Monday, October 28, 2013

Pumpkins for Halloween and After

Pumpkins for Halloween and After

Halloween is upon us again and there will be lots of dressing up going on – princesses, witches, ghosts, skeletons, you name it. Even pumpkins get a chance to join in with carved or painted faces, decorative decals, wigs, fake ears, googly eyes and expressions that range from funny to frightening.

I prefer to keep my pumpkin uncarved until after the holiday because I have post-Halloween plans for it and don’t want it to spoil; it is food, after all. So, after the big day/night, if you have a pumpkin you might want to use in a different way, one that nourishes and delights without the scary element to it, here are some suggestions:

Remember eating pumpkin seeds as a kid? This is where they came from. Cut off the top of the pumpkin, roll up your sleeves, and dig right in. It’s wet and stringy inside but getting the seeds out is worth it. This is a great job for kids where they can be messy with permission. You can rinse off the seeds or not, your choice. Lay them out on a sheet pan and drizzle them with oil (and salt if you like salty seeds). Bake them in a 225-250 degree oven for about an hour, stirring them occasionally. Check on them periodically. If they seem dry or are beginning to brown, take them out. Cool them down before eating.

Peeling off the skin isn’t easy but it is less difficult when the pumpkin is soft. Cut the pumpkin in half. Scrape out the seeds (if you haven’t already), and turn the halves cut side down on a flat sheet with sides. Add a layer of water to the pan and bake at about 350 degrees for 45 minutes or more (it depends on the size of the pumpkin). When a fork is easily inserted into the skin, remove from the oven and cool. The skin should come off easier now. Mash the pumpkin and use in your favorite recipe.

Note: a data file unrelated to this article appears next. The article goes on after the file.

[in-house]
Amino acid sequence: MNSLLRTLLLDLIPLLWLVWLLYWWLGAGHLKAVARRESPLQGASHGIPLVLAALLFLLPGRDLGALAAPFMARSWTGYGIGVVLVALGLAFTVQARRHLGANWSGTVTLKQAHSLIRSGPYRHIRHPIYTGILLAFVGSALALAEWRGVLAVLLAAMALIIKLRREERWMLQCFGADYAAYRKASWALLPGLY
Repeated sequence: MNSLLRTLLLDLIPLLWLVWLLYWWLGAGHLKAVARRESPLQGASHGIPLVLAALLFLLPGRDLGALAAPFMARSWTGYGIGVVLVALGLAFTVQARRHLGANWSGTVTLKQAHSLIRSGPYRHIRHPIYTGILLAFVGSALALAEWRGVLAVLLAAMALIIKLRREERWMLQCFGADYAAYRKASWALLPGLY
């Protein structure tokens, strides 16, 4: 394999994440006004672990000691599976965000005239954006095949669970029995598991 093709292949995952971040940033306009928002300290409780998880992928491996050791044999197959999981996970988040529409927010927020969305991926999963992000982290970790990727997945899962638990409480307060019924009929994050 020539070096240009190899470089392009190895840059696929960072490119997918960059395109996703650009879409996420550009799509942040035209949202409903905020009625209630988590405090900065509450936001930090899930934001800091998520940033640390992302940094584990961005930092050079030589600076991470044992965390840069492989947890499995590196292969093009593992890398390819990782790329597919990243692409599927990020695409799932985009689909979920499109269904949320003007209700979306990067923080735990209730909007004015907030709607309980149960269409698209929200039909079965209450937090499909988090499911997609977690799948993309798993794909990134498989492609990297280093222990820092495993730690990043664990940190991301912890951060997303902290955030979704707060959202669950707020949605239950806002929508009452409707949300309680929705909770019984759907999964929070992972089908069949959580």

You may want to use smaller, sweet pumpkins for your recipes instead of the Jack o’ Lantern size. I have used both – and butternut squash as well. The puree from any of them can be used in soups, smoothies, cakes, pies, pancakes, waffles, muffins. If the cooked pumpkin insides are too moist, let the excess moisture drain off in a sieve.

Pumpkin pieces can be baked, steamed, boiled, and microwaved. Use the method that most suits you. I plan to make pumpkin soup, as I do each year. What I don’t use, I freeze, to be used another day, in another way. Enjoy your pumpkin and…


Here are some great ways to use your pumpkin:

For some lower-sugar, delicious-sounding recipes:

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